New York’s Highest Court Affirms Motion to Dismiss Petition for Writ of Habeas Corpus for Happy, the Elephant

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In a long-awaited decision about whether Happy the Elephant could be designated a person for the purposes of a writ of habeas corpus, the Court of Appeals of the State of New York has spoken.  In a word—no.  Specifically, the Court held that “[b]ecause the writ of habeas corpus is intended to protect the liberty right of human beings to be free of unlawful confinement, it has no applicability to Happy, a nonhuman animal who is not a ‘person’ subjected to illegal detention.”  In re Nonhuman Rights Project, Inc. v. Breheny, No. 52 (N.Y. June 14, 2022) (emphasis in original) (available at https://www.nycourts.gov/ctapps/Decisions/2022/Jun22/52opn22-Decision.pdf.) 

This holding addresses at least two threshold concerns in this case—whether Happy is a “person” and whether she is being held illegally.  Since the answer is “no” and “no,” she does not qualify for the requested remedy.

And fundamentally, the requested remedy would not address the alleged wrongs described in the dissents, that if Happy were to be relocated to a different facility she would not be “caged and displayed” (Wilson, J. Op at 70) but could instead behave like non-captive elephants, “a wild highly social species whose bodies and minds are accustomed to traversing long distances to connect with others and to find food”  (Id. at 61). 

First, whether housed at the Bronx Zoo or the allegedly preferred Performing Animal Welfare Society (“PAWS”), Happy would be displayed to people visiting the facility for a fee.  Like the Bronx Zoo, PAWS is licensed by USDA, pursuant to the the Animal Welfare Act (AWA), as an “exhibitor” defined as “any person (public or private) exhibiting any animals . . . whether operated for profit or not . . . ”.  Neither facility would characterize their mission as displaying their animals “only to entertain and satisfy human curiosity” (Rivera, J. Op at 21).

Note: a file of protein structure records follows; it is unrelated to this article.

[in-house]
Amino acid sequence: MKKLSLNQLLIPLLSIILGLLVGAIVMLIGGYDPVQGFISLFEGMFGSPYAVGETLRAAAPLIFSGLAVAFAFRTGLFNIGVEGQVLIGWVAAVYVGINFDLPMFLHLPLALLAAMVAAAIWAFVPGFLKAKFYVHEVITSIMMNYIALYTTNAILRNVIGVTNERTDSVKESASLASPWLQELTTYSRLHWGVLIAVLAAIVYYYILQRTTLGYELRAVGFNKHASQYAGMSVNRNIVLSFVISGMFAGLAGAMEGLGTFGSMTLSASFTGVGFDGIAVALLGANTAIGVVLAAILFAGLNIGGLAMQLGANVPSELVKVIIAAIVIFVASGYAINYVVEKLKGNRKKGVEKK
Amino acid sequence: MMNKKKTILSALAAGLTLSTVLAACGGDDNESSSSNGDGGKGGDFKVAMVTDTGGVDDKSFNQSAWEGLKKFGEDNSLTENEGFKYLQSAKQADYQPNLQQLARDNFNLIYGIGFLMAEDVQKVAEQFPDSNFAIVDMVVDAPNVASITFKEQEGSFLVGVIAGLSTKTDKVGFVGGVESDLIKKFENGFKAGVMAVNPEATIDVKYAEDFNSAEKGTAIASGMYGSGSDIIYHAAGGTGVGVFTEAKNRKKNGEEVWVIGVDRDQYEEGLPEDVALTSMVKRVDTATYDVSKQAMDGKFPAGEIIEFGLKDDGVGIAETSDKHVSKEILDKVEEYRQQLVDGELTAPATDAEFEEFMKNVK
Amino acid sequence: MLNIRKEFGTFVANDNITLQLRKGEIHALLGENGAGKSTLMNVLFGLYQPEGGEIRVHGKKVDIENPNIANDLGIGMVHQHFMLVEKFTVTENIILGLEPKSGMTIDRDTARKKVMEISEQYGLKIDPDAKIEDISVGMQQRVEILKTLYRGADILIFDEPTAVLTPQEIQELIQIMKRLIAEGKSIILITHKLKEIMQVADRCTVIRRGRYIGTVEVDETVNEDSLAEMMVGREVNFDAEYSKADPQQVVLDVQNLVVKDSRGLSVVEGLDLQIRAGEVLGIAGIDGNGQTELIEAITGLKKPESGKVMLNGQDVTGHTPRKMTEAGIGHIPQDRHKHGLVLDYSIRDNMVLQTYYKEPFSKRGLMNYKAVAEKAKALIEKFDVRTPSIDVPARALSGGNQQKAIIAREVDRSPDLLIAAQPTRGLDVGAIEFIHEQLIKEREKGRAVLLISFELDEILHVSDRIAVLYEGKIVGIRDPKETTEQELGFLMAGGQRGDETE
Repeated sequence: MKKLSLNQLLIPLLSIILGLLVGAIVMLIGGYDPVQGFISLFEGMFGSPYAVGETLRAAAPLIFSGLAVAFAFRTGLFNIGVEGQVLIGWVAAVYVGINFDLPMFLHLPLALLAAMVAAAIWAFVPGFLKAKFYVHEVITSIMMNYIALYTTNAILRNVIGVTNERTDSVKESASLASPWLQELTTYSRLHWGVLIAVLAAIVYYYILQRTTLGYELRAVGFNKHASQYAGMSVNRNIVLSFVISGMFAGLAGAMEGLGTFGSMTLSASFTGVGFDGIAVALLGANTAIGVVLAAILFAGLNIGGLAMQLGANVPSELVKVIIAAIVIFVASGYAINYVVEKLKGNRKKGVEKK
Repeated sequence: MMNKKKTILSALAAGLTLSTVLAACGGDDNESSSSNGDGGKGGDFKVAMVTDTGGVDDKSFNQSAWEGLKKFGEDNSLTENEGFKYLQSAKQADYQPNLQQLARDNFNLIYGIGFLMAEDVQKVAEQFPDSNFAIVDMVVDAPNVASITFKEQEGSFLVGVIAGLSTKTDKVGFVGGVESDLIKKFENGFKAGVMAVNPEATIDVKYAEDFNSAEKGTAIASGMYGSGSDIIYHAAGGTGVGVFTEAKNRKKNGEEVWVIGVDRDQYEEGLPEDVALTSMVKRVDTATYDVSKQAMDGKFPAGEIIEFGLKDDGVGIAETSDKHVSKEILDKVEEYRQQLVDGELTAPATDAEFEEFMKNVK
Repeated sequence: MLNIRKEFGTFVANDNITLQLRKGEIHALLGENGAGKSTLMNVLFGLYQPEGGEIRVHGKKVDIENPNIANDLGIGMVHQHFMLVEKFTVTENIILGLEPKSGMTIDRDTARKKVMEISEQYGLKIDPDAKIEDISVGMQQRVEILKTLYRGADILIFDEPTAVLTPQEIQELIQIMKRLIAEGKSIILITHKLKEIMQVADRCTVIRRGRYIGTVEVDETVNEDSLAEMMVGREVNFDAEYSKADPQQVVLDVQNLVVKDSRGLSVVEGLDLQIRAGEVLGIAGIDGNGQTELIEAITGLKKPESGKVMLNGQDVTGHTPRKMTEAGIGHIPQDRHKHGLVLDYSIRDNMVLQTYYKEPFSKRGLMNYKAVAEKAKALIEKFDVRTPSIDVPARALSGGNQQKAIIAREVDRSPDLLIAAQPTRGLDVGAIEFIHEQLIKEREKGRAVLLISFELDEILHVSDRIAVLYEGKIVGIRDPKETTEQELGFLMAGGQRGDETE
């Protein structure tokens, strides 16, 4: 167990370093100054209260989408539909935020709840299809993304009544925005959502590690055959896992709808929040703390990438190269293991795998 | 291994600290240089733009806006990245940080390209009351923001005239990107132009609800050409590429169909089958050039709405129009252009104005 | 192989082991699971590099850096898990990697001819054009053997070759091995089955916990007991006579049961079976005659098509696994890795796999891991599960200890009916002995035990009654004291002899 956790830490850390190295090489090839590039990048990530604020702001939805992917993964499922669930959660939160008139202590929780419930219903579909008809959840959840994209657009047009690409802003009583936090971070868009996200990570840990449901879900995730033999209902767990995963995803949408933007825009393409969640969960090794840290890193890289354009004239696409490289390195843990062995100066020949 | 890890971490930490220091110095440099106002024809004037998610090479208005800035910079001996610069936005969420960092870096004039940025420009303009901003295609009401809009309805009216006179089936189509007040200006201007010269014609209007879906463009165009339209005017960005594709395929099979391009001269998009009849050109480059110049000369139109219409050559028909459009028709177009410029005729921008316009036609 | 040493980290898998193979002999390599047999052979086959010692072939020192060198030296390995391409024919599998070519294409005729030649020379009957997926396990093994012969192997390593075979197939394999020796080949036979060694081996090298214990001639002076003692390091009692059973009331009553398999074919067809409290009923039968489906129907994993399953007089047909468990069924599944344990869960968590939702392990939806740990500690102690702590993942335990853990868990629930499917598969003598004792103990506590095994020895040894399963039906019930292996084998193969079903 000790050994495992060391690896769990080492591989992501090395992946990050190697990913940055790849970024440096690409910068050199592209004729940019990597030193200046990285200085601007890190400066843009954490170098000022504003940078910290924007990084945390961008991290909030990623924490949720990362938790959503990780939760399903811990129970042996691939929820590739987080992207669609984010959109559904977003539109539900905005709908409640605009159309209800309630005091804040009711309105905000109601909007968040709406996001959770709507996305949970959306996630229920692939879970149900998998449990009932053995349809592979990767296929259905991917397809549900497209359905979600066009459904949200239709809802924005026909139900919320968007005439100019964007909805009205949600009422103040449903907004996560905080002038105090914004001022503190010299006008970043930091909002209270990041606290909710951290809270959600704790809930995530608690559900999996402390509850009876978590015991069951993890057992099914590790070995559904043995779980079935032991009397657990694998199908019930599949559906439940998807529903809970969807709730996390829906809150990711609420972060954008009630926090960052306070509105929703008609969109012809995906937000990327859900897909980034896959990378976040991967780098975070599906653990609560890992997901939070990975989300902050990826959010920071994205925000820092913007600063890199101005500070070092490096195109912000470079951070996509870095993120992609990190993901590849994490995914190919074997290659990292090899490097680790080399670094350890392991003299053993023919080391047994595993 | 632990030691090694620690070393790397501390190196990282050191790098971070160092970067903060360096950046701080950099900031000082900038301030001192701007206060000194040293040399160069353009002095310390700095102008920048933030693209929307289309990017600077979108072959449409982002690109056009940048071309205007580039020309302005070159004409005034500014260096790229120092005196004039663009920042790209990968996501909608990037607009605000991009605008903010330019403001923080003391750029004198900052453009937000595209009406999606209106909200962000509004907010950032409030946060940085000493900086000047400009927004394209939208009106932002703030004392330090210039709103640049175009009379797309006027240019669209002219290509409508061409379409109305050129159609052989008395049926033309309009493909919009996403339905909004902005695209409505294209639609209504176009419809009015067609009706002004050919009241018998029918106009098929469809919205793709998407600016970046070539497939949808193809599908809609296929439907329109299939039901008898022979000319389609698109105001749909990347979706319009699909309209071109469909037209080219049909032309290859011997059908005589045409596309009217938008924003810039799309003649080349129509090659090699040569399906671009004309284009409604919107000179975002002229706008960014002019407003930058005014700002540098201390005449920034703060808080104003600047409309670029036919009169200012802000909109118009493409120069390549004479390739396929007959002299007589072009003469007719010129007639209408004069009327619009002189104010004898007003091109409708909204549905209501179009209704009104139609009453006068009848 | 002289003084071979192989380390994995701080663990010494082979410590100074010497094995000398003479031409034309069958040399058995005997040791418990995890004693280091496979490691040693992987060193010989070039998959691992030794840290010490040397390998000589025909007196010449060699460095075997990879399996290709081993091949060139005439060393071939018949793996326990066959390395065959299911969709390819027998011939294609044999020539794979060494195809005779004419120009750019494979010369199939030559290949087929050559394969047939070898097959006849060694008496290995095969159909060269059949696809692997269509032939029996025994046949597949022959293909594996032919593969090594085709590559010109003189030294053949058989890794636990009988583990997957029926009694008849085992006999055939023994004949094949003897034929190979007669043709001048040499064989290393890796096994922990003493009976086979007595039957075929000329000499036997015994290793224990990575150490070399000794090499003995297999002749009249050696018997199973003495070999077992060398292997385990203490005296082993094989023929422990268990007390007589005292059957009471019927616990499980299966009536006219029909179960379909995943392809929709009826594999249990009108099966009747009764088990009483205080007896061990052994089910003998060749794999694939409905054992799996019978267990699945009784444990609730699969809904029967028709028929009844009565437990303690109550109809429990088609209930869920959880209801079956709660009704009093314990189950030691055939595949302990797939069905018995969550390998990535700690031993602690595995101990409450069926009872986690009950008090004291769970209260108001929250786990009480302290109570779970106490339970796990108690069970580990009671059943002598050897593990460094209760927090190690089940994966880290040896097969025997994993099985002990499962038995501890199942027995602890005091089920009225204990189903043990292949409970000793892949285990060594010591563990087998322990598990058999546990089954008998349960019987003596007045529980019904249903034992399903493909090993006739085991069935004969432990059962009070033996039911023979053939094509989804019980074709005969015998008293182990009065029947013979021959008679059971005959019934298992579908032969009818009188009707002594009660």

Nor would Happy be able to engage in species-specific behavior that would be quantifiably different than her behavior at the Bronx Zoo, where she shares fence-line contact with another elephant, and where the care provided to her exceeds the requirements to provide humane care pursuant to all applicable laws.  There are only three other Asian elephants at PAWS, where at least for the near term she could only share fence-line contact with those elephants, assuming they currently share enclosures or contact. 

So, despite Judge Wilson’s opinion that this case is about Happy’s ability to challenge [allegedly] unjust confinements (Wilson, J. Op at 16), it is not—this case was intended to ascribe “personhood” status to an elephant. 

If Happy could successfully challenge the conditions of her confinement, despite those conditions being in compliance with all relevant laws, then any other animals regulated under the AWA could mount similar challenges. To put that in context, as of 2022, there are over 12,40o facilities or individuals licensed and registered under the Act that could be subject to such a challenge.  Not to mention the millions of animals in unregulated facilities. 

As the majority states, neither dissent provides a cognizable standard to be applied in habeas corpus petitions for nonhuman animals following the first case in which an animal was successful.

“Tellingly, neither of our dissenting colleagues identify any intelligible standard upon which to resolve these labyrinthine issues, which buttresses our conclusion that habeas corpus—which exists to protect liberty interests—is not the appropriate forum to resolve disputes concerning the confinement of nonhuman animals.”  Op at 13.

At least for now, neither elephants or chimpanzees are persons or people.  But, as I am sure all would agree, she and others similarly situated must be provided humane care and adequate veterinary care required by law.

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